Document, document, document — a phrase that is familiar in the senior living industry and many other healthcare arenas. During the COVID-19 pandemic, documentation is critical in order to provide a historical timeline of the facility’s response to the COVID-19 pandemic. Many facilities may be at risk for lawsuits and CMS Infection Control Focused Surveys in the future, and the documentation process for providing a historical timeline of each facility’s individual response is key. This timeline may include preparation training, policy revisions, communication, decision-making, etc., and may be a critical element when defending lawsuits and completing the survey process tasks. These lawsuits may not only be applicable to resident care, but also the facility’s response to suspected or potential employee exposure, testing, PPE compliance, training, etc. Guidance relating to COVID-19 is changing daily, and facilities should be documenting their timeline as each new guidance is implemented.

Healthcare and senior living facilities may want to consider establishing a binder, folder and/or tracking system in order to provide a continual historical timeline of events for this pandemic. Events to be documented may include the below items. Please note the below are general topics and may not be all-inclusive.

Emergency management/preparedness plan (e-plan) for COVID-19

  • Documentation of review and activation of the emergency preparedness plan, signed and dated.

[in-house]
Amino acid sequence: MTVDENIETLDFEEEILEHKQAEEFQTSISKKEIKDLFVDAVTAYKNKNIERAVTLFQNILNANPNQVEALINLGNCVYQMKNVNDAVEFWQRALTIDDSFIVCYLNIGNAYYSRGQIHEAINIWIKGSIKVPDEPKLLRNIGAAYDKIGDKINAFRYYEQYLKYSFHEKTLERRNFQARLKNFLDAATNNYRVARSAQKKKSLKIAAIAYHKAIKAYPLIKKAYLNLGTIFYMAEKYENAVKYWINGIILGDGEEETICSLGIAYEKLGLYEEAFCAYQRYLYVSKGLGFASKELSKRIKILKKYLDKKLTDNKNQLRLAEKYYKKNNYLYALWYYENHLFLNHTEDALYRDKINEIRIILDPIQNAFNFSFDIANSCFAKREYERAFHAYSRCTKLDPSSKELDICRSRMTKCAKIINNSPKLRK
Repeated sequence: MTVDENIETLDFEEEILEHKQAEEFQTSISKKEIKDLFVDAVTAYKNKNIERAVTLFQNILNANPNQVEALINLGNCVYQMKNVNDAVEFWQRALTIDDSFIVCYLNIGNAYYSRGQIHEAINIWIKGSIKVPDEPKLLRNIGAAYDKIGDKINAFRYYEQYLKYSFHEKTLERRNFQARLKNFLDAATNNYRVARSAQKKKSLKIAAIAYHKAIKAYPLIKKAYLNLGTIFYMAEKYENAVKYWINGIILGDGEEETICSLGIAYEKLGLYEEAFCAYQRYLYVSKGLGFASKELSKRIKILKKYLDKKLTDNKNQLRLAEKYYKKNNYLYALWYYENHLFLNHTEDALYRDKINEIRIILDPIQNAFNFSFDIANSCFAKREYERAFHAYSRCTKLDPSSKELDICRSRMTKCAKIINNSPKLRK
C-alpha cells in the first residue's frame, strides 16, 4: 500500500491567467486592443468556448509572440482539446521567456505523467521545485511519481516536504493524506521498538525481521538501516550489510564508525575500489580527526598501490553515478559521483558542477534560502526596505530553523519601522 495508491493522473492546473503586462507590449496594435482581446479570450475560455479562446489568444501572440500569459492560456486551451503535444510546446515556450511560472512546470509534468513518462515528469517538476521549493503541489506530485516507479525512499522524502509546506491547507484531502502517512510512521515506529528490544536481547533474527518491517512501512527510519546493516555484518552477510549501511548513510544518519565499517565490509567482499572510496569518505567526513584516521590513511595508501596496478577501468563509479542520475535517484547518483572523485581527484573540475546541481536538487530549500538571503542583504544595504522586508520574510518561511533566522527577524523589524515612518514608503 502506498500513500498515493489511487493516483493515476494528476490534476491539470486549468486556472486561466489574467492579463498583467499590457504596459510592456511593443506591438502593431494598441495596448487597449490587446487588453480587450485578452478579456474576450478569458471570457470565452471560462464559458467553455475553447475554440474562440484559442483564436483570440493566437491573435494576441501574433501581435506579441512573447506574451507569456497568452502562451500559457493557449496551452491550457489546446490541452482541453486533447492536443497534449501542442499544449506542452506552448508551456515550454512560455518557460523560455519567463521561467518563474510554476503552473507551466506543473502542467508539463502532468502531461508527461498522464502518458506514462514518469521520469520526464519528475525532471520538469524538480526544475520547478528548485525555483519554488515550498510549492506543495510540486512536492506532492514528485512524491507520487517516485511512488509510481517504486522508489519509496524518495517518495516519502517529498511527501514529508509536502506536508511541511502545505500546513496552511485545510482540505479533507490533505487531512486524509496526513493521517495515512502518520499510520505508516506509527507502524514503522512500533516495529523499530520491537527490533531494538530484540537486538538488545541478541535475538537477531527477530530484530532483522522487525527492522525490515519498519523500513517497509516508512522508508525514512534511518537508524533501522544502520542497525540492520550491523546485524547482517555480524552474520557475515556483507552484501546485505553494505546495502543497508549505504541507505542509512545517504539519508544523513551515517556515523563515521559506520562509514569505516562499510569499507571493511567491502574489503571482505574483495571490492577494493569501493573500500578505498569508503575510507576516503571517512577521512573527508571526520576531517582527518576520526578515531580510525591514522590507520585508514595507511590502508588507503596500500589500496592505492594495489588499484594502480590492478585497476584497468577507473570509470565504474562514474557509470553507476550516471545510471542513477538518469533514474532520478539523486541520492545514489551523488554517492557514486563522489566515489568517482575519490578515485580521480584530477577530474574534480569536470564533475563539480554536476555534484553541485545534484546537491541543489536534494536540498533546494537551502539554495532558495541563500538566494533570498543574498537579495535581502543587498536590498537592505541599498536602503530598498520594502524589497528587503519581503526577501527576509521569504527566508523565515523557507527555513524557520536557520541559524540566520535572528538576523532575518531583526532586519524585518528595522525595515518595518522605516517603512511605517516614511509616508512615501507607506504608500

• Identification of an individual person(or persons) to monitor and maintain current and ongoing knowledge of COVID-19, and updates from the CDC, CMS, your state department of public health and other local health departments.
  • Evidence that policies and procedures are developed and implemented to address the COVID-19 pandemic affecting residents, staff, visitors, community, etc., and that these policies are reviewed and incorporated into the planning for the facility. The document should be available for review and revisions.
  • Evidence of training on the emergency preparedness plan to include content, duration of class, date of class and attendees.
  • Click here for a CDC checklist for emergency preparedness tips.

Infection preventionist designation, and current infection prevention and
control program

  • Evidence the facility has designated an individual as the infection preventionist who is responsible for the facility’s infection prevention and control program. Refer to State Operations Manual (SOM) F882.
  • Evidence of completion of the CDC infection control self-assessment.
  • Current infection prevention and control policies to prevent the development and possible transmission of COVID-19 and other communicable diseases. Refer to the CMS COVID-19 Focused Survey for Nursing Home guidance.
  • Evidence that CDC guidelines were reviewed for collecting, special handling techniques and testing of clinical specimens from persons suspected for COVID-19, and rationale relating to business/operational decisions.